- Negligence & Medical Malpractice Law
- In the medical field, the term "negligence" is often used interchangeably with the term "malpractice." While the two terms describe similar wrongdoings, there are important differences between them. Most notably, negligence is one of several components of medical malpractice and on its own does not always imply liability for damages.
Negligence is an action by a medical professional that breaches the standard of care. This could be an error, an omission, or a failure to act. The reasonable person standard can help determine if an action fails to meet the standard of care. In other words, would another professional in the same situation with the same level of knowledge and training have acted differently? If so, negligence likely occurred.
For help understanding negligence and medical malpractice law, contact Medical Malpractice Help at 1-855-MED-ASKS.
How Does Negligence Occur?A doctor can act negligently at any point when treating a patient. However, only acts of negligence that result in an injury to the patient are grounds for a medical malpractice claim. Here are a few common situations in which negligence can result in medical malpractice.
A Doctor Fails to Diagnose a Condition.This is a situation that we encounter over and over again. A patient goes to the doctor complaining of specific symptoms. The doctor examines the patient. The doctor fails to diagnose the correct condition, which goes untreated as a result. The patient's condition worsens due to lack of treatment and becomes more difficult to cure. The patient suffers injury and damages as a result. If another physician in a similar situation could have made the correct diagnosis, the doctor who failed to do so was negligent.
A Doctor Ignores a Patient's Allergies.Before operating on a patient or prescribing any medication of any kind, a doctor must ask about allergies. Many patients have life-threatening allergies to certain substances or materials. A doctor not checking a patient's allergies or ignoring ones of which the patient has informed them is a severe type of negligence.
A Doctor Fails to Give Proper Tests.Even if a doctor correctly diagnoses a condition, administering the right treatment often requires the doctor to run tests to obtain more information. If a doctor fails to do this, it can be a form of negligence. Similarly, if a doctor orders tests but fails to interpret the lab reports correctly, it can also constitute negligence.
What Is the Difference Between Negligence and Malpractice?Simply put, negligence is one of several components of medical malpractice. Four conditions must usually be met for a healthcare provider's actions to constitute malpractice. Committing an act of negligence is one of those four conditions. The other three common criteria include:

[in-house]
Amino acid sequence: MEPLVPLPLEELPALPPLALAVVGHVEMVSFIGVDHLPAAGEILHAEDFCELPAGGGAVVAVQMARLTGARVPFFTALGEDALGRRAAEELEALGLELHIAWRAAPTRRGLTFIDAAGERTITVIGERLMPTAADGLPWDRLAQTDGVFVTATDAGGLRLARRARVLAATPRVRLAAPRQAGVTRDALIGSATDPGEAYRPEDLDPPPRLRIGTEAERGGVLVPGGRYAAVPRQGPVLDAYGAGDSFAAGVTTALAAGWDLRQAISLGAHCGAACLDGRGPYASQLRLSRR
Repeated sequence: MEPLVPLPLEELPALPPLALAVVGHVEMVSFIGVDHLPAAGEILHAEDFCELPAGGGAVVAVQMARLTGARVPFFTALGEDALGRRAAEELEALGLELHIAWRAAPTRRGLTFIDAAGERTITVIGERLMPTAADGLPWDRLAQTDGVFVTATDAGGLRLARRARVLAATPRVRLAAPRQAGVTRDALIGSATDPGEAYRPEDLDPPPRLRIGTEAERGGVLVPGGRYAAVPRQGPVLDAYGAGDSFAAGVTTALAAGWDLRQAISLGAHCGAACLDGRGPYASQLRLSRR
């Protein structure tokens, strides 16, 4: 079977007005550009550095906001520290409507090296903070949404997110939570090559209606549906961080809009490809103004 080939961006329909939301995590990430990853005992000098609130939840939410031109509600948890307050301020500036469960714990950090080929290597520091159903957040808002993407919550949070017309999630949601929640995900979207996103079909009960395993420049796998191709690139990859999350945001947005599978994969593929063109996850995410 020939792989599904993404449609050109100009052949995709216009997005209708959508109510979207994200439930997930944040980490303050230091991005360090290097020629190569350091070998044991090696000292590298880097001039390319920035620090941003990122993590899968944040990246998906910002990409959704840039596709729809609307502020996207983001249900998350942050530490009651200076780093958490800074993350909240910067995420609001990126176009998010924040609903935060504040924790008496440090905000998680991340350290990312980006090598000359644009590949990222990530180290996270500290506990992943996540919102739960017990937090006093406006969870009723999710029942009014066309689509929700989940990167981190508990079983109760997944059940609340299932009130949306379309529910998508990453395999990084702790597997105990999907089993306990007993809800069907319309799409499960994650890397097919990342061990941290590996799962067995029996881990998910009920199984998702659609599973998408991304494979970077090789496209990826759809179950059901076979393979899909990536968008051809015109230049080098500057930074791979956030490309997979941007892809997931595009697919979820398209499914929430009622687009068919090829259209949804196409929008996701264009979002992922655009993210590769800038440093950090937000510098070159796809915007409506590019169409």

A Duty of CareIn addition to being negligent, the provider must have an established duty of care to the patient through a doctor-patient relationship. If a doctor is treating a patient for any reason, this relationship almost always exists. The duty of care provision is usually the easiest component to prove in a malpractice case.
Injury to the PatientNot all cases of negligence result in injuries to the patient. In order for a valid medical malpractice case to exist, the patient must have suffered injuries. Otherwise, the patient cannot request compensation for damages. For a malpractice case to be successful, the patient must have suffered injuries and must be able to draw a causal link to those injuries from the doctor's negligence.
Economic or Non-Economic DamagesThe injuries suffered by the patient resulted in compensatory damages, which can be economic or non-economic. Patients must provide proof of their damages as part of their malpractice claim. If all four conditions are met, the patient likely has a valid medical malpractice claim that could enable them to recover a variety of damages.
How Can I Schedule a Free Case Evaluation With a Medical Malpractice Attorney?At Medical Malpractice Help, our medical malpractice lawyers want to answer your questions and help you determine if you have a malpractice case. We focus on medical malpractice law and have helped many patients win substantial settlements for injuries that occurred due to a doctor's substandard or inadequate care. We want to put our resources to work for you. For a free case evaluation, call us today at 1-855-MED-ASKS.
Additional Frequently Asked Questions
- How Do I Know If I Have A Malpractice Case?
- Does the Good Samaritan’s Law Protect from Liability If in Non-Medical Facility?
- What Is Meant by “a Breach of the Standard of Care” in a Medical Malpractice Case?
- How Do I Know If I’m Within the Statute of Limitations for Medical Malpractice?
- Can a Medical Malpractice Case Be Reopened After It Has Settled?